Adam van der Zwan · CBC News

College student Jason McCracken bought his electric bike last year to save money and, he says, act in a more environmentally conscious manner.

But this summer he was hit with nearly $600 in RCMP tickets and towing fees for failing to obtain insurance — even though ICBC does not offer insurance for his particular kind of bike.

“I’m just worried if I go back to college with my e-bike, they’ll give me … maybe 10 tickets in a row,” he said.

While McCracken’s bike looks like a scooter, ICBC defines it as a “motor-assisted cycle,” which needs to be equipped with bicycle-style pedals, have a maximum motor speed of 32 km/h and an electric motor of 500 watts or less.

ICBC’s website says insurance and a licence are only required for e-bikes classified as limited speed motorcycles or scooters, which do not have pedals and run at speeds of up to 70 km/h.

McCracken is one of three Victoria e-cyclists CBC spoke to who say the Integrated Road Safety Unit has been unfairly doling out tickets for no insurance.

Kelly Goldbeck from KGeez Cycle store in Victoria says there are far more of his customers than that being unfairly ticketed and he’s fed up with it.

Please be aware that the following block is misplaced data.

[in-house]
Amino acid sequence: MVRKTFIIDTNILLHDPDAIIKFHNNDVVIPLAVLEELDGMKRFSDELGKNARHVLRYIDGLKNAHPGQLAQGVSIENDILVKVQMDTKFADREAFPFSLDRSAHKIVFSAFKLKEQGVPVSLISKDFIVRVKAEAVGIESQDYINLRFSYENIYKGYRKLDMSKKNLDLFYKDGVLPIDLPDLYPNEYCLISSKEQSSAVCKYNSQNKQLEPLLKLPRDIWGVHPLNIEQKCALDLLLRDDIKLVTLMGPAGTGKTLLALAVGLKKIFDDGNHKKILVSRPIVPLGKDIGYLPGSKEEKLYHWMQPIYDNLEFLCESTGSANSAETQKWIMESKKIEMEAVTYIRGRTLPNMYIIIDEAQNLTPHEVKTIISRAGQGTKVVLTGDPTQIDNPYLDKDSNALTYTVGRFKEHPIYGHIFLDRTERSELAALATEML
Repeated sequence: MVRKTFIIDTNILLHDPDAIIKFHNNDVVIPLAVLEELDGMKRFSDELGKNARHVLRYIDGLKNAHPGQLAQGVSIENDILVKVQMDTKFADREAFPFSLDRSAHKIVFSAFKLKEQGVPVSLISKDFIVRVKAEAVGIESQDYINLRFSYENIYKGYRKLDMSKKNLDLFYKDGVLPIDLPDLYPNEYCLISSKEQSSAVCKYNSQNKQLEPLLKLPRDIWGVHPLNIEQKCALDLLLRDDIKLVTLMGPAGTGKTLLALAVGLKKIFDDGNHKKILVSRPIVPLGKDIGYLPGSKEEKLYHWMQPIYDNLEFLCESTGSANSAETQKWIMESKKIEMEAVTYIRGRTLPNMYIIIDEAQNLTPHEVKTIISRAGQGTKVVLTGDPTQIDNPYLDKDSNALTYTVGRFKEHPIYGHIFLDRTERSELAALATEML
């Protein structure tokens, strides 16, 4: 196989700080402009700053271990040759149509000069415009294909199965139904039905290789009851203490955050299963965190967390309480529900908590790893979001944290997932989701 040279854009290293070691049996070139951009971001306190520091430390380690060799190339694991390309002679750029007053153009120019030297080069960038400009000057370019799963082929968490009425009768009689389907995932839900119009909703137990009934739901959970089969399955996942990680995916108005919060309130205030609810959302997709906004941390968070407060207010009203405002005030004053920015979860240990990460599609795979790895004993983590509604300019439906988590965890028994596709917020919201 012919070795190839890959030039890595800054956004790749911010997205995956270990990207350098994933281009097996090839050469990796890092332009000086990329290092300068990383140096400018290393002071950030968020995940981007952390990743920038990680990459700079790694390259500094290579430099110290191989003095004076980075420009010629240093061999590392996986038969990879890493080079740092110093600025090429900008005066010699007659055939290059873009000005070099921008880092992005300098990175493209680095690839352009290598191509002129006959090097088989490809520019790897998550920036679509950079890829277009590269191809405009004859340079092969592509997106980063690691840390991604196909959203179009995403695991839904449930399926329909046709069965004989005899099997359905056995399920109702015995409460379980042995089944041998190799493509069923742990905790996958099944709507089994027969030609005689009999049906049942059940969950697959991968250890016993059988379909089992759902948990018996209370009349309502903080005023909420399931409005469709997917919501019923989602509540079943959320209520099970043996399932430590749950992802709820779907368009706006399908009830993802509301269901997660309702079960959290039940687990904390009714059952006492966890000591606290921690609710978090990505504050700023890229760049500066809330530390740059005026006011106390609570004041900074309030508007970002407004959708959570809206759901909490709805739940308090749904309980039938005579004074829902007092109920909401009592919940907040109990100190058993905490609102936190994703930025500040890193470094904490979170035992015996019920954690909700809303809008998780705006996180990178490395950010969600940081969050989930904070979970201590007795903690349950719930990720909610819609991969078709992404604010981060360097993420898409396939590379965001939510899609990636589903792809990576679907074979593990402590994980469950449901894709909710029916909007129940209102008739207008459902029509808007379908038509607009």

“You can ride them just like a bicycle in the bike lanes,” he said.

‘A lot of confusion out there’

But officers with the Integrated Road Safety Unit in Greater Victoria say these kinds of e-bikes are a nuisance when it comes to enforcing a clear law that cyclists need to be aware of.

IRSU commander Sgt. Ron Cronk said while many of these bikes are built with a throttle to allow cyclists to coast without pedaling, B.C.’s regulations say motors are meant only to “assist the pedaller.”

Section 3(2) ofB.C.’s Motor Assisted Cycle Regulation says“the motors of a motor assisted cycle must turn off or disengage if the operator stops pedalling, an accelerator is released or a brake is applied.” 

“If you can start from a stop [by] twisting the throttle and not pedaling, you are now considered a [Class 5] motor vehicle, and the bike has to be registered and insured,” said Cronk. 

“There’s certainly a lot of confusion out there,” said Cronk. “Dealerships that are selling these things need to be regulated, because they’re giving misinformation.”

E-cyclist wins in court

But the court has, in some cases, been hesitant to side with the police when it comes to addressing the confusion around cycling regulations. 

Local cyclist Evan Laine took his ticket to traffic court in June where Justice Hunter Gordon waived the no-insurance fee, after learning that ICBC wouldn’t insure Laine’s bike.

“It strikes me as the wrong application of the law to require someone to be insured that couldn’t be … even if they wanted to,” Gordon concluded in a recording of the hearing.

Laine said ICBC’s website was confusing and contradictory to the way the RCMP interpret the law, as it says “it is not necessary to always be pedalling” a motor-assisted bike. 



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